The Significance of Reliability and Validity analysis on Education Supply Chain Management Practices
by Basu Govindaraju, John Jeyasingam, Md. Mamun Habib, Uvarani Letchmana
Supply chain management practices (SCMP) have progressively emerged as a contingent factor in improving sustainable performance in universities. More and more organisations including the manufacturing and service sectors are making use of SCM to improve their performance. This study aims to develop an effective instrument to measure SCM practices with reliable predictors to enhance product quality and business performance in education industries in Malaysia.
The study measures administrative staff’s response and perceptions regarding SCM practices and its impact on performance in their universities. One hundred and thirty responses were received and the data was analysed using SPSS. The validity and reliability of the instruments used in determining SCM practices were tested using exploratory factor analysis (EFA) and Cronbach’s alpha. Twenty seven items from five competencies comprising: supplier partnership, customer partnership, information sharing, information technology and innovation competencies were designated for the initial instrument. Exploratory factor analysis (EFA) revealed that five factor-structures of the instrument of education SCM practices explained 68.76% of the variance in the pattern of relationships among the items. All five factors had high reliabilities at or above of Cronbach’s > .80. Twenty two items remained in the final questionnaire after deleting five items which cross-loaded on multiple factors.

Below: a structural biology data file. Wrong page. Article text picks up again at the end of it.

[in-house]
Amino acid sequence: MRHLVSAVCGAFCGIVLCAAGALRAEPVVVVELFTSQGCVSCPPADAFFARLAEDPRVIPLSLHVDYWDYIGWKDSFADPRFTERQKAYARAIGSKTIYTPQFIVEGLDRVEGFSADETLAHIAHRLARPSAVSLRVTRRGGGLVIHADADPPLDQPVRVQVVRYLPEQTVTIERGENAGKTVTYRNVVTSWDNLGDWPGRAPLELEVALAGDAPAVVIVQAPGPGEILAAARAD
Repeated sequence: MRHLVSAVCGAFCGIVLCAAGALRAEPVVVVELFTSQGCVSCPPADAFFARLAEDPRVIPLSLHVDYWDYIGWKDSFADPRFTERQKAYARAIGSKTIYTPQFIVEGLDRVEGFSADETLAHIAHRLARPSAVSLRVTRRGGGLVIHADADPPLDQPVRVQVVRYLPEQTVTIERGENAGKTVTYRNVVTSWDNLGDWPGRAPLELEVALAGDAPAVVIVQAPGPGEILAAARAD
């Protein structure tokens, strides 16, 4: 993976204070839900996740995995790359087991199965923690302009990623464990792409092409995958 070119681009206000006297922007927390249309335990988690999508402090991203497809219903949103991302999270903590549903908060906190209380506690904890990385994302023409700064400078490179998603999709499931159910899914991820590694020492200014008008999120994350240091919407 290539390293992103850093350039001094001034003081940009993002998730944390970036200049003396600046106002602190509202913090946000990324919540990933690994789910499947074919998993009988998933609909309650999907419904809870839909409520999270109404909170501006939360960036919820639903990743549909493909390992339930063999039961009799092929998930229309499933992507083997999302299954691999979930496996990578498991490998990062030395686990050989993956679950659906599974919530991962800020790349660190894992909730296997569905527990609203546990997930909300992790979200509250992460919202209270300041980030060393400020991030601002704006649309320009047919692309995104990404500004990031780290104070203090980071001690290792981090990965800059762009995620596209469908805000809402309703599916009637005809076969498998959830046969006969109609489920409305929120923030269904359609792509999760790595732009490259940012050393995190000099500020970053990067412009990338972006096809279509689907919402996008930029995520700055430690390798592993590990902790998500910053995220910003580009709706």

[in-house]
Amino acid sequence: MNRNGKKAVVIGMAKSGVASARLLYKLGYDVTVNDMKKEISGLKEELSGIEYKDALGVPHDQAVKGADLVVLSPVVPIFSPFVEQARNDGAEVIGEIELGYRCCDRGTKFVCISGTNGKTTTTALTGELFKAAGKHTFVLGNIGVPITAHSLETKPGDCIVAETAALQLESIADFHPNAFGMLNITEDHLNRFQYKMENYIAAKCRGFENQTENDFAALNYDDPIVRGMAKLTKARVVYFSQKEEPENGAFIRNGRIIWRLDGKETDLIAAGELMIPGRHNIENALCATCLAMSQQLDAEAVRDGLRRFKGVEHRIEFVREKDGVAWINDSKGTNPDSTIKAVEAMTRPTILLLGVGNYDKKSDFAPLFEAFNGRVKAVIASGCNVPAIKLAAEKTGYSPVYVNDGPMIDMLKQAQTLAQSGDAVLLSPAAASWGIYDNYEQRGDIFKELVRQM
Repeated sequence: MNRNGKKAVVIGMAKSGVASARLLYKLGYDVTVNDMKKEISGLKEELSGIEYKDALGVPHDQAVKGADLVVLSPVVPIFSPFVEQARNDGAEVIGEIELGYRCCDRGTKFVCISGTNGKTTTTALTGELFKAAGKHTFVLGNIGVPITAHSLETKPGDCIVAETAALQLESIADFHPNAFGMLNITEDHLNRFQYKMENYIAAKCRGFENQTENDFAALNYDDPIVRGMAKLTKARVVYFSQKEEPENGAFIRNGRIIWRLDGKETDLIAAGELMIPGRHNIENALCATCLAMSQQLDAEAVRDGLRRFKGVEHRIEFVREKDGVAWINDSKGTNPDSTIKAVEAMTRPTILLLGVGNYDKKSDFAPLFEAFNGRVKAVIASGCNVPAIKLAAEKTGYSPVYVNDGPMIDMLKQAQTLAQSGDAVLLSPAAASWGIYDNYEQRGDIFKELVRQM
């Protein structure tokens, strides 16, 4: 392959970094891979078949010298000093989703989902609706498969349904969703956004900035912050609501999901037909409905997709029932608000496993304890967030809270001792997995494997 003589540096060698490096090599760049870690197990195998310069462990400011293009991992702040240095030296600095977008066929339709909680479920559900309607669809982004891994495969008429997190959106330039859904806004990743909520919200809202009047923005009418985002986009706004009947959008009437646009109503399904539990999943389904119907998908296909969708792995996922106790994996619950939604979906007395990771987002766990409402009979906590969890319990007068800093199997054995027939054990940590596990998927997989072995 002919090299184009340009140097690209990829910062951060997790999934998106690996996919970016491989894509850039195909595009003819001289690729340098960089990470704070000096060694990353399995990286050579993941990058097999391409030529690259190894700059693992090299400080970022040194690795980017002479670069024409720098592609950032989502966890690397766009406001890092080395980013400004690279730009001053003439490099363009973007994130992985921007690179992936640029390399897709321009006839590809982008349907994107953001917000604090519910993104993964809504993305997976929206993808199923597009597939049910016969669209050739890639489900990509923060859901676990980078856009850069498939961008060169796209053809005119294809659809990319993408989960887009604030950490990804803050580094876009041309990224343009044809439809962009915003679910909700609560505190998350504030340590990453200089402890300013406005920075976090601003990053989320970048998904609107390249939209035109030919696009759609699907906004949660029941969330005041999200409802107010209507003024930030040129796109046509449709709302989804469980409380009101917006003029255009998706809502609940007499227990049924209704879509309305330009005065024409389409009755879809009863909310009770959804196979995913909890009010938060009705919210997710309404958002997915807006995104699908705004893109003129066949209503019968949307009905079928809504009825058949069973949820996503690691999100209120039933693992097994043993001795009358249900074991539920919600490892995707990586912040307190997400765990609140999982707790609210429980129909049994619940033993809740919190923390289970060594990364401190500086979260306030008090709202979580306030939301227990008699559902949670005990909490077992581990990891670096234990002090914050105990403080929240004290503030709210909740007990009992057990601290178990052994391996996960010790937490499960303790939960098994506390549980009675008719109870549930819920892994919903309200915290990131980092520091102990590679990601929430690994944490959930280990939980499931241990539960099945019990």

The fiver-factor structure of the education SC practice instrument was confirmed through this study. Thus, practitioners may use such instruments in order to gain a better understanding of the level of contribution of the stated factors towards SCM practices to determine overall university performance and key competencies.